What Does Elizabeth Holmes' Verdict Really Mean For Her Future?

After a four-month-long trial, Theranos founder Elizabeth Holmes, who was once considered the wunderkind of Silicon Valley, was convicted of three counts of fraud and one count of conspiracy to commit wire fraud on January 3. Holmes initially faced eleven counts relating to fraud in total and was found not guilty on four counts of defrauding patients who had received medical results from the machine Theranos touted as a groundbreaking advance in medicine, per The New York Times. The device, which Holmes alleged could produce hundreds of accurate results with a minimal amount of blood sampling, never actually existed. 

The jury, comprised of four women and eight men, found themselves at an impasse regarding three other counts of fraud against the ex-CEO, and after further prodding by the residing California judge, Edward J. Davila, remained hung on the remaining charges. While the current main guilty verdict stands, those last three counts stand as unresolved, and Davila will likely declare a mistrial, which could be pursued by federal prosecutors if they choose to move forward with another court case. 

While Holmes, who left the courtroom through a side door following the verdict rendering, is not in custody at the time of this report, the question remains: what does her guilty verdict mean for her future? Could Holmes possibly serve time behind bars? And will Holmes' adjudication have an impact on the future of Silicon Valley?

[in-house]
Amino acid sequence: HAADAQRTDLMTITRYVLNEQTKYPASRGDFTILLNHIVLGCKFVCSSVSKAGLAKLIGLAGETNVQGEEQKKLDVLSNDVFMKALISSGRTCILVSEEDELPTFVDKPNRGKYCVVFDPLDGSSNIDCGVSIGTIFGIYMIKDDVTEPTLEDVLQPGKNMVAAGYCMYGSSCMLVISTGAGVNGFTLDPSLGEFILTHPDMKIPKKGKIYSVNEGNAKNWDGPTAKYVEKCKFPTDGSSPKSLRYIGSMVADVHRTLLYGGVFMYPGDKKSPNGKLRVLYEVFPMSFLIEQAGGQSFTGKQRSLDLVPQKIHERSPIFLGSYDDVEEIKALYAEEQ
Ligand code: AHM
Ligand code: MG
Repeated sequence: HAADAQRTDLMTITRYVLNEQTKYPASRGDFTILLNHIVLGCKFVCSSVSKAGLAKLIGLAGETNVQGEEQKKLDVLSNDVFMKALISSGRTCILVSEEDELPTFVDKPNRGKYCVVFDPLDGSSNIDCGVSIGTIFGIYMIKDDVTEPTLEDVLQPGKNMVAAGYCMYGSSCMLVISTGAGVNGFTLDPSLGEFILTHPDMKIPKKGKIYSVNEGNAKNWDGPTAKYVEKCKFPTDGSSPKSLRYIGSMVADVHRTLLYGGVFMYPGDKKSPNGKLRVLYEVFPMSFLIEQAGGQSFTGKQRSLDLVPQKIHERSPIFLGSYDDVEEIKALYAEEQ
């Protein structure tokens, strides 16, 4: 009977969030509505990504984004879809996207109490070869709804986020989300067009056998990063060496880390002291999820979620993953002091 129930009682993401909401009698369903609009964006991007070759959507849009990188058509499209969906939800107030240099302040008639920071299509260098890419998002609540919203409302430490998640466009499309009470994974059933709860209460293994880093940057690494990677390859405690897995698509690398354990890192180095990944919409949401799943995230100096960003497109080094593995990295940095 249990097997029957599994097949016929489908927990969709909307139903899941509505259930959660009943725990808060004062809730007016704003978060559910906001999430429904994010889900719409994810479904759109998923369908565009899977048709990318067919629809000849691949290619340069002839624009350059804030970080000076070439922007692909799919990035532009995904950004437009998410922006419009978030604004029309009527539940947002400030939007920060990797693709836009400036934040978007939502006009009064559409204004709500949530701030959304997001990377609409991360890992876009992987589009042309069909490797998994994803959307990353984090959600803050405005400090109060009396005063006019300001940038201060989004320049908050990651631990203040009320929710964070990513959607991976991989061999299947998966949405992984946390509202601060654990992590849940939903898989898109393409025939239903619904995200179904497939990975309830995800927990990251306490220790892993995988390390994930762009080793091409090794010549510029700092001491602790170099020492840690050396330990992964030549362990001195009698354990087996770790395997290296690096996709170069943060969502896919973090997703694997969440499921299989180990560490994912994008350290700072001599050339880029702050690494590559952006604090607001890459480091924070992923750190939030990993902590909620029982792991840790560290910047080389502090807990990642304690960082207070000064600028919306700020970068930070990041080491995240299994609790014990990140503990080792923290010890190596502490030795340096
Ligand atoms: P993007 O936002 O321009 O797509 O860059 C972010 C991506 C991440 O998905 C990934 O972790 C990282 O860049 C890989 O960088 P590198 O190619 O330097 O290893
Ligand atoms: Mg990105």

Elizabeth Holmes could face up to 20 years in prison, experts say

According to NPR, Elizabeth Holmes could face up to 20 years in prison for each count — a whopping total of 80 years behind bars served consecutively. This scenario, however, looks extremely unlikely — at least according to experts. As the Wall Street Journal noted, Holmes will presumably stay out of jail until her sentencing hearing as a pre-sentence report is compiled by a probation officer. Factors include any prior criminal history — one which, until fraud charges were levied against her in 2018, Holmes did not have. She could also dodge prison time during an appeal process, which could take years to complete. 

Nevertheless, it's most likely that Holmes, if sentenced to the maximum period each count allows, could serve up to 20 years, albeit concurrently. Even if she's given a lighter sentence, it seems her verdict will still have a ripple effect on the way business is conducted in Silicon Valley — a business model that can often focus on big ideas, rather than concrete statistics and a "business culture that celebrated and encouraged very young, marginally experienced people," as University of Washington tech historian Margaret O'Mara put it to CNN. "This is a verdict that should matter not just to Silicon Valley but to the people who celebrate it, invest in it and use its products."